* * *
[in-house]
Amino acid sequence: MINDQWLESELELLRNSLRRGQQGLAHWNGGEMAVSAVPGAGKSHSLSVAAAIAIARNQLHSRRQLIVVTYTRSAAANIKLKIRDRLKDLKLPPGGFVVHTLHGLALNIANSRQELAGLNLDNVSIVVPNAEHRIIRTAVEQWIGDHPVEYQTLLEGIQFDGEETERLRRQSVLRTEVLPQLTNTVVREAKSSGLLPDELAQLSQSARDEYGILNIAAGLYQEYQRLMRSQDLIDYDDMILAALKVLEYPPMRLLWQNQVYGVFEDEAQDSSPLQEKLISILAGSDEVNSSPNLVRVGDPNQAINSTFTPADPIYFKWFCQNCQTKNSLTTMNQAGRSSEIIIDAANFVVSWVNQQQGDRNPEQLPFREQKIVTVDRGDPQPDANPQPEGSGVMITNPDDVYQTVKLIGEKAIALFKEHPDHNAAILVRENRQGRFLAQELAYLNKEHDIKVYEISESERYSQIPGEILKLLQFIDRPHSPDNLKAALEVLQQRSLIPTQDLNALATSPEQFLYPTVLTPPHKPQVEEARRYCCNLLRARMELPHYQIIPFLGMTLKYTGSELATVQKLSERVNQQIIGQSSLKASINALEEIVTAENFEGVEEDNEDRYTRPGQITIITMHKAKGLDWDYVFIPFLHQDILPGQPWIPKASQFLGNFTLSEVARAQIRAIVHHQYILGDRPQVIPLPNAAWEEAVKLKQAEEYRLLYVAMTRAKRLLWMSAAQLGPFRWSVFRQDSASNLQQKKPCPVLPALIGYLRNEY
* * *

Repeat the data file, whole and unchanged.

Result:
[in-house]
Amino acid sequence: MINDQWLESELELLRNSLRRGQQGLAHWNGGEMAVSAVPGAGKSHSLSVAAAIAIARNQLHSRRQLIVVTYTRSAAANIKLKIRDRLKDLKLPPGGFVVHTLHGLALNIANSRQELAGLNLDNVSIVVPNAEHRIIRTAVEQWIGDHPVEYQTLLEGIQFDGEETERLRRQSVLRTEVLPQLTNTVVREAKSSGLLPDELAQLSQSARDEYGILNIAAGLYQEYQRLMRSQDLIDYDDMILAALKVLEYPPMRLLWQNQVYGVFEDEAQDSSPLQEKLISILAGSDEVNSSPNLVRVGDPNQAINSTFTPADPIYFKWFCQNCQTKNSLTTMNQAGRSSEIIIDAANFVVSWVNQQQGDRNPEQLPFREQKIVTVDRGDPQPDANPQPEGSGVMITNPDDVYQTVKLIGEKAIALFKEHPDHNAAILVRENRQGRFLAQELAYLNKEHDIKVYEISESERYSQIPGEILKLLQFIDRPHSPDNLKAALEVLQQRSLIPTQDLNALATSPEQFLYPTVLTPPHKPQVEEARRYCCNLLRARMELPHYQIIPFLGMTLKYTGSELATVQKLSERVNQQIIGQSSLKASINALEEIVTAENFEGVEEDNEDRYTRPGQITIITMHKAKGLDWDYVFIPFLHQDILPGQPWIPKASQFLGNFTLSEVARAQIRAIVHHQYILGDRPQVIPLPNAAWEEAVKLKQAEEYRLLYVAMTRAKRLLWMSAAQLGPFRWSVFRQDSASNLQQKKPCPVLPALIGYLRNEY